On the internet you can find a series of interviews with Cabinet Secretaries from Robert Armstrong up to Jeremy Heywood, conducted by the historians Peter Hennessy and Anthony Seldon. (You can find the first one here: They are well worth watching. All the ones that worked closely with Mrs Thatcher as Prime Minister spoke of both her focus and her ability to make the system deliver what she wanted. (All the ones that worked with Tony Blair talk about the obsession with media management.) Lord McDonald of Salford, the former top mandarin in the Foreign Office, who has been out selling his new book is not always notably friendly to Conservative politicians but when asked about the different Prime Ministers he worked for said the same things about Mrs Thatcher as did the Cabinet Secretaries and indeed went further. He said he thought Mrs Thatcher was the best Prime Minister Britain had had in three hundred years. Politicians before Tony Blair came into office understood government is a complicated and sophisticated thing to undertake. It requires sophisticated, experienced and clever people to do it well. Successful Prime Ministers and Ministers work well with their officials and others inside and outside of government. Tony Blair came to office with no previous experience of any level of government and set a media obsessed style of governing that played fast and loose with established governing practices and norms. His government lowered the standard of competence and effectiveness in governing, whilst being very good at the business of winning the votes to be able to form a government. Things have not improved under his five successors and it’s been noticeable how successive governments have achieved less and less of what they set out to do.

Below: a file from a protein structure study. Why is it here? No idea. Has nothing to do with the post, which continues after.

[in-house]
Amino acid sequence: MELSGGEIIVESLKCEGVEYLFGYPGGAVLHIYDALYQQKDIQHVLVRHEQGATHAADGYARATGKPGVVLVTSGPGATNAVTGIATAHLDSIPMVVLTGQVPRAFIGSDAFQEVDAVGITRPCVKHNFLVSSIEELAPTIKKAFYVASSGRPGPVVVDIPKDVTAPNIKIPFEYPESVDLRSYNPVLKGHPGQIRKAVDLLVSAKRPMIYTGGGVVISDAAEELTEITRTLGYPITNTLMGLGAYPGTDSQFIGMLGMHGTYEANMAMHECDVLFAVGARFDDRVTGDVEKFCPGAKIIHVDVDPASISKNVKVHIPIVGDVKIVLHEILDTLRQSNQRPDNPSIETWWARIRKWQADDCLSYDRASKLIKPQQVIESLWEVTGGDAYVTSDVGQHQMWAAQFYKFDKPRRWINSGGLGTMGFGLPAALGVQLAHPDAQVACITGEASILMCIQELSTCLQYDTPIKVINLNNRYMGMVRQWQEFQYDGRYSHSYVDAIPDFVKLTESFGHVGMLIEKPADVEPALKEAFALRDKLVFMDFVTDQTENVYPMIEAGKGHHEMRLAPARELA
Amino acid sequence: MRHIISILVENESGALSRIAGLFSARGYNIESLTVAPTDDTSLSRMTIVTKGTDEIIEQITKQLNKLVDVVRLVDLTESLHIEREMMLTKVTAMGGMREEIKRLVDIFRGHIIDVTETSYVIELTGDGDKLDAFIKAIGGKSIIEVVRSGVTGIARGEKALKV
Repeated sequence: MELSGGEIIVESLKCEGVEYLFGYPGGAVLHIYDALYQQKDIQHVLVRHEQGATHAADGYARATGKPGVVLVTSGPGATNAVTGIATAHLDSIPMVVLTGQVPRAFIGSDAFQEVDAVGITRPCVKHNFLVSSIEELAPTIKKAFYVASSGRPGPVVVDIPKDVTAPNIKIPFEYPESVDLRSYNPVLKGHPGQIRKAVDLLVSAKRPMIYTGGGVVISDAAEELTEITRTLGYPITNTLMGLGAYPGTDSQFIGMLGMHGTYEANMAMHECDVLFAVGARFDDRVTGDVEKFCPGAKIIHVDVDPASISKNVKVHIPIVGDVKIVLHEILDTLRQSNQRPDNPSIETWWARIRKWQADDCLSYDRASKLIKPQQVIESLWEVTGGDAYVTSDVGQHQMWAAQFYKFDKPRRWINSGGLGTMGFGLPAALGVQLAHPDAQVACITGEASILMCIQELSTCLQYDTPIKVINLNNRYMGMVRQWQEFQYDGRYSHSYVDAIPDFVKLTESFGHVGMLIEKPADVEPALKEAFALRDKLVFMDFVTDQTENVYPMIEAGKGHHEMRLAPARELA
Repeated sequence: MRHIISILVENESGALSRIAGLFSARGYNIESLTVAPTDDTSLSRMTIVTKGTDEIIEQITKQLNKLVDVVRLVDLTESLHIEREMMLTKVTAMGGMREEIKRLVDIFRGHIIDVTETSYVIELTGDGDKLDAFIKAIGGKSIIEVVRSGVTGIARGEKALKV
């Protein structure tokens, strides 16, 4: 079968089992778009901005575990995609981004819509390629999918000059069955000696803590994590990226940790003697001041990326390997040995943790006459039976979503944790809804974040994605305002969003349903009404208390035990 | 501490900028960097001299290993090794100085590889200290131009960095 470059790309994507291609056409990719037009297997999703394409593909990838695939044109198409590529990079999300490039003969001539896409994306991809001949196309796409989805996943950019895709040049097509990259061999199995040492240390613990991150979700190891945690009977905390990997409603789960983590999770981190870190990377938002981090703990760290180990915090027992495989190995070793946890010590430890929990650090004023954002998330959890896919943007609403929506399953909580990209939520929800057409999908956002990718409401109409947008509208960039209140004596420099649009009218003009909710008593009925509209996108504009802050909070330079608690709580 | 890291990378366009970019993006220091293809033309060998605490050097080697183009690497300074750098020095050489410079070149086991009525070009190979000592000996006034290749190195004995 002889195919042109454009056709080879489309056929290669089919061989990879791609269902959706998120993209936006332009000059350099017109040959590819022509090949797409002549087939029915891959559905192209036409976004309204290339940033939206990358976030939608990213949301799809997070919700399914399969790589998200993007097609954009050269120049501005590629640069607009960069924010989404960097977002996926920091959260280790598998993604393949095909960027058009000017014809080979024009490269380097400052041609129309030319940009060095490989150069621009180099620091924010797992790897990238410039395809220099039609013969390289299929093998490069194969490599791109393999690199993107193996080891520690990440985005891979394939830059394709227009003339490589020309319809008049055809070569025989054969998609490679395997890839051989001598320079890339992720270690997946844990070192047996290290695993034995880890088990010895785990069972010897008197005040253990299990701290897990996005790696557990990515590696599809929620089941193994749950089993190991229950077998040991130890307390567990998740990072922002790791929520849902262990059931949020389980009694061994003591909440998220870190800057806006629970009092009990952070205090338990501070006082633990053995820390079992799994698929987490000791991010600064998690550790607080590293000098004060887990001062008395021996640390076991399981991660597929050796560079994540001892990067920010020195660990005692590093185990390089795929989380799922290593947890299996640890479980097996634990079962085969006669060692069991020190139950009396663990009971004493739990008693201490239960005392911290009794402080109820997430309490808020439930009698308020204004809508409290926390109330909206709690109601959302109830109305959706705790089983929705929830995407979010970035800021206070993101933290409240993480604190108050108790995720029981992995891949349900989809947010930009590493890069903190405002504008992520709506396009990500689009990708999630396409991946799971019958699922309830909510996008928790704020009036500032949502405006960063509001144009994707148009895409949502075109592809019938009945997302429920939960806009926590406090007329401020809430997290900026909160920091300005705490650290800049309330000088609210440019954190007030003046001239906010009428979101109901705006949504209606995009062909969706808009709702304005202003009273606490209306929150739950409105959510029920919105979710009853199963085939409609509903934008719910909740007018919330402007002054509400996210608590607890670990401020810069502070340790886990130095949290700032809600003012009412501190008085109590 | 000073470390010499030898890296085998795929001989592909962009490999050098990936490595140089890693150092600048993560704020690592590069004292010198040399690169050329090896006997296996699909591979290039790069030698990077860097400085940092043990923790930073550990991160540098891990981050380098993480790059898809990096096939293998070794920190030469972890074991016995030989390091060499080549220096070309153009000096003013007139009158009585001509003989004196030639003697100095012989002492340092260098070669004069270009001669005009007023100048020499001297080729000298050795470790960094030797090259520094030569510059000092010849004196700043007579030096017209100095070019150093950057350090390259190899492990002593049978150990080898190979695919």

In recent weeks we have heard frequent references to Mrs Thatcher, and there are lessons to be learnt from how She governed. Often they are not the ones people most like to focus on. They include communicating to and inspiring the civil servants who deliver policy, building strong relationships with business, academe, voluntary groups, the military, and the creative community. Invite the very best advice you can get and listen to it. Build confidence in your government by attracting great talent from outside Westminster to serve in it. Inside No 10 appoint really experienced and successful people to work with you, not just young people who have never done anything except politics. Above all communicate with the country. Tell us what your vision is for Britain, what you want to do and how you intend to do it. There are many good lessons Mrs Thatcher can teach this generation of politicians.

Rishi Sunak has done perhaps the easiest part of what is likely to be a very testing Premiership, resetting the nation’s economic policy. He is perhaps the most disciplined, able and well rooted Prime Minister we have had since David Cameron and he has a once in a generation to reset how we are governed. We need to be better governed. For the sake of the country we must hope that Rishi Sunak will learn the right lessons from his great predecessor.